Now this would be a pressing concern if it were impossible for us to fully understand the world we live in except for the truth of rationalism. But this certainly isn’t the case. We have good candidates for materialistic accounts of every disputed area. For instance, in the area I know most about, we have the mind-brain identity theory and the higher-order theory of consciousness. I do not mean to say that we know that they are true, but only that they are viable candidates. For all we know right know they could be true. They have not been absolutely refuted by any a priori arguments, nor have they shown themselves to be inconsistent with the findings of science, quite the converse actually. As for math and logic we have either constructivism or Mill’s view that they are empirical generalizations (I interpret this to mean that they are an attempt to model the way that the physical world works and to grow into Quine’s indispensibility argument that the justification for mathematic is empirical), or a more modern version of deflationism or fictionalism about this stuff. The same is true for ethics.

Again, none of these has been demonstrated to be correct. The point, rather, is that we should prefer natuaristic/materialistic accounts ove their non-natural/non-physical competitors. They automatically become more plausible because of their reliance on the more plausible empiricist/scientific account of knowing.

Einstein and the a Priori

Tanasije has recently offered up Einstein as an example of how empirical science is dependent on a priori knowledge. His point seems to be that once Einstein had his two fundamental principles (i.e. the principle of relativity and the principle of the constancy of the speed of light) he was able to use ‘pure reason’ and deduce a priori the rest of his physics. But the question of a priori knowledge, I think, is the question of the status of the first principles and the status of the rules that we use to deduce the rest of the physics. It is only if you think that the two principles + rules for deduction are known to be necessary facts about the nature of reality independently of experience and solely by reason.

The empiricist can account for what Einstein did; the two principles followed from empirically validated theories of the time (the principle of relativity is stated by Galileo and is a part of Newtonian physics as Einstein knew it and the constancy of light is predicted by Maxwell’s equations). The rules that are used to deduce (i.e. classical logic) are highly useful empirical generalizations. So Einstein does indeed start from first principles and deduce physics (if that is indeed what happened), but nothing in the story told by the empiricist is really independent of experience.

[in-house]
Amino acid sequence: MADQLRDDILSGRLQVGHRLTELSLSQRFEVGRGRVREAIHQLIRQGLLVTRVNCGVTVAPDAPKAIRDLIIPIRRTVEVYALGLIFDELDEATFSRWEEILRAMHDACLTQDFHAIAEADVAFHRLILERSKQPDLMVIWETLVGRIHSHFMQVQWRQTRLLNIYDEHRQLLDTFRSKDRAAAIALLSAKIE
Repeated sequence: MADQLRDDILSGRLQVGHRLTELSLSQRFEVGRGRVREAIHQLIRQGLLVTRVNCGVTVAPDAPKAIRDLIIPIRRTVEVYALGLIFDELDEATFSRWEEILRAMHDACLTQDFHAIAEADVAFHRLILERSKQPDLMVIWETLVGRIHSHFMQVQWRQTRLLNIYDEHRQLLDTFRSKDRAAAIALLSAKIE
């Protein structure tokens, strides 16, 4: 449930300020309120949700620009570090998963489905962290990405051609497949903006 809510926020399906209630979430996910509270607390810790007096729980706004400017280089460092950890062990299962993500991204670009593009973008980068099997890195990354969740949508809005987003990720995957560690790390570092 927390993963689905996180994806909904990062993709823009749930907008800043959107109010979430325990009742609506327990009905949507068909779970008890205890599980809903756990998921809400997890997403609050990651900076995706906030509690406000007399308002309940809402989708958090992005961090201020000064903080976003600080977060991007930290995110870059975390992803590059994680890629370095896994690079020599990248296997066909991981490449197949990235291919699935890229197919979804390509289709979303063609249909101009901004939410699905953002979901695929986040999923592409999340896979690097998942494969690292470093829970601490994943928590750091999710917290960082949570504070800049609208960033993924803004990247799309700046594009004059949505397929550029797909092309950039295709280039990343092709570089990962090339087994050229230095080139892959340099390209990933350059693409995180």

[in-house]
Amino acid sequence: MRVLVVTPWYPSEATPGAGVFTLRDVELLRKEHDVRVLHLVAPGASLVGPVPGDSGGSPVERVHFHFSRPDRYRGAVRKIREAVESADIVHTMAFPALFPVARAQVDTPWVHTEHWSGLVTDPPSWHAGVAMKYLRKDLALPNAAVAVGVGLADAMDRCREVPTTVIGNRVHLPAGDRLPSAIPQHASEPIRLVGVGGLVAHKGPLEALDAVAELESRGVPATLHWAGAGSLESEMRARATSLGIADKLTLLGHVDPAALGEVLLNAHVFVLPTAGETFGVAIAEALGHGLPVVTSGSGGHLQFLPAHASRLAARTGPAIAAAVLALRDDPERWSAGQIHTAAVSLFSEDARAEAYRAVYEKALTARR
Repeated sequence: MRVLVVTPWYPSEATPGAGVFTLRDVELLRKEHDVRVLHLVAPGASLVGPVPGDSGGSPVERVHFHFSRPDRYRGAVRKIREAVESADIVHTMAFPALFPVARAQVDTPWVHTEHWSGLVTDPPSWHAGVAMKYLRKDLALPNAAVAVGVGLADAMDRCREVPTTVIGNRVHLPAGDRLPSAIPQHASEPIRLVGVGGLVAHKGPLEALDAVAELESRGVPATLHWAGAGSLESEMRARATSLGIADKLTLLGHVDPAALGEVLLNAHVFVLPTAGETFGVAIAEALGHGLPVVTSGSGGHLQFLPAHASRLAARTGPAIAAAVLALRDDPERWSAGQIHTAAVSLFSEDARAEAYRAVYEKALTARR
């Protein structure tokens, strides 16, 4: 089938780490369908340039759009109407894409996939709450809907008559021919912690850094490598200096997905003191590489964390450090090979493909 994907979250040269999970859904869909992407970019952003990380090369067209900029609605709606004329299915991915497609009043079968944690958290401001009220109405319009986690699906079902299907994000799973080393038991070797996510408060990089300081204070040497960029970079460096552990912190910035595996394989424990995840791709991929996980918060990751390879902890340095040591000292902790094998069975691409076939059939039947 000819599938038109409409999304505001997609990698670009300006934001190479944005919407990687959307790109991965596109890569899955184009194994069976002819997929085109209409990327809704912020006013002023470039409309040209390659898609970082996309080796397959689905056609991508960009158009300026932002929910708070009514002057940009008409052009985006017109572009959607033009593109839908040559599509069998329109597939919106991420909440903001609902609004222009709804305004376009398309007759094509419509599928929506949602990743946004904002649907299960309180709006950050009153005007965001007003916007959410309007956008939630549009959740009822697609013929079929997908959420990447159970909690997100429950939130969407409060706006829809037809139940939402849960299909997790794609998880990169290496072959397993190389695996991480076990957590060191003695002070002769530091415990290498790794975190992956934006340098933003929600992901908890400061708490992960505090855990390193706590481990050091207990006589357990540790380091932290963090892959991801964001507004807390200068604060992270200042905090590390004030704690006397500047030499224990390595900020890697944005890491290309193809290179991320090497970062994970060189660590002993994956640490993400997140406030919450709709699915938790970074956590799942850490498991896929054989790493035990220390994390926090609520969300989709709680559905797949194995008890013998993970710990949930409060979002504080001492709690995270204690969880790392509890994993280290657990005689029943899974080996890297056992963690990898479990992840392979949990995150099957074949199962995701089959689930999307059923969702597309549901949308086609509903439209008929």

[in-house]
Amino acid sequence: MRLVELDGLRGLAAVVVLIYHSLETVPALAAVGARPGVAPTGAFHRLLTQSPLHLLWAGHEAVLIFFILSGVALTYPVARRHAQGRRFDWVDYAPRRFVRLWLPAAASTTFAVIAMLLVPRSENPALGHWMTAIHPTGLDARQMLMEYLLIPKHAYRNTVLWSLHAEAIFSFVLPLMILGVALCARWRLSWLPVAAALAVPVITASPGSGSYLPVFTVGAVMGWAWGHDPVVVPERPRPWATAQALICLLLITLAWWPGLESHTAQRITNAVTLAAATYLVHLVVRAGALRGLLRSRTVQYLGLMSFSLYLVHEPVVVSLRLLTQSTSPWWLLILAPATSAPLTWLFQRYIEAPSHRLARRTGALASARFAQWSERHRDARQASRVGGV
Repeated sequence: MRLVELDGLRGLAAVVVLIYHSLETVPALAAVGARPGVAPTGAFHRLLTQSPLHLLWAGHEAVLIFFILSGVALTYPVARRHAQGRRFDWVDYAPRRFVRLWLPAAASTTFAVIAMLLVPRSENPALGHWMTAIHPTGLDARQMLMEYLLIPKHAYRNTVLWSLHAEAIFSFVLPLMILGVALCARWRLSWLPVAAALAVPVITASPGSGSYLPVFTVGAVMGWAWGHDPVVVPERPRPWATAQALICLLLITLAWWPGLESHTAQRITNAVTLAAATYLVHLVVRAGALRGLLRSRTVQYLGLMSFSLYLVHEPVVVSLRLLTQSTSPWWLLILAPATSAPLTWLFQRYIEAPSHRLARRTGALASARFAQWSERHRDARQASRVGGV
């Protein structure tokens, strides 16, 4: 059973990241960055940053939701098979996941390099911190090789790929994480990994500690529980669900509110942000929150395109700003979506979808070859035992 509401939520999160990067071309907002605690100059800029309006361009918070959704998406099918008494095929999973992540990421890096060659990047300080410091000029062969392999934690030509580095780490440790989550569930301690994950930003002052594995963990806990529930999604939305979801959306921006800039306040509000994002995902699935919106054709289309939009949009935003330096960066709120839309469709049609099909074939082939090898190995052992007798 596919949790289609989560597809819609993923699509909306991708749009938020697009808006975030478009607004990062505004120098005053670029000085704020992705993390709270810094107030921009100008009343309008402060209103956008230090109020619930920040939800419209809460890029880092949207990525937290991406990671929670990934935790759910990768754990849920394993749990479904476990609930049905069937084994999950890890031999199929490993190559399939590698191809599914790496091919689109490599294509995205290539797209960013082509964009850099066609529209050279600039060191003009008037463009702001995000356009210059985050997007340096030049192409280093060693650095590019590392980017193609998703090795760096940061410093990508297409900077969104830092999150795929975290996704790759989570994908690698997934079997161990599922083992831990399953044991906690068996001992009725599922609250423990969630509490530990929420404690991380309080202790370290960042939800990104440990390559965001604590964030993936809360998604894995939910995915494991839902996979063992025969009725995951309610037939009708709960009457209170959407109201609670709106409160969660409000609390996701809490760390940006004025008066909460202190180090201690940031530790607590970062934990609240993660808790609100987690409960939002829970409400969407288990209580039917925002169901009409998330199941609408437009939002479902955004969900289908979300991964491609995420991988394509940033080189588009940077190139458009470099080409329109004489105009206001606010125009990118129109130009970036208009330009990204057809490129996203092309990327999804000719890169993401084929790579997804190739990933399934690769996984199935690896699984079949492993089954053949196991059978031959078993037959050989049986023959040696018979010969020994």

In order to have some serious rationalism going on, one would have to add to Tanasije’s accoount the claim that Einstein’s principles and the rules of classical logic are known by reason to be necessary facts about reality. Einstein does seem to cite a thought experiment as evidence for the constancy of the speed of light. He says he imagines chasing after a beam of light. What would it look like? If Einstein could catch up with the beam and look at it how would see the light standing still, which is unintuitively odd. So, he must not actually be able to catch up to the beam. But the only way that that is possible is if its speed were constant relative to Einstein no matter how fast he went. QED.

But is this really evidence for rationalism? Not quite. Some scientists (Paul Davies, for instance) think that that the speed of light may have been slowing down since the Big Bang. What is going on here seems to be this. We have a theory wich is the one that best unites disperate phenomena and is empirically adequate. We usually have outlying data and often scientists take creative leaps to integrate these outlying data points and thereby unite more disperate phenomena and provide greater empirical adequacy. It is plausible to think that Einstein himself was motivated by a conflict between theories he found intuitively compelling for the reasons cited above.

The moral of the story? Intuitions are theory driven and not ‘tother way ’round!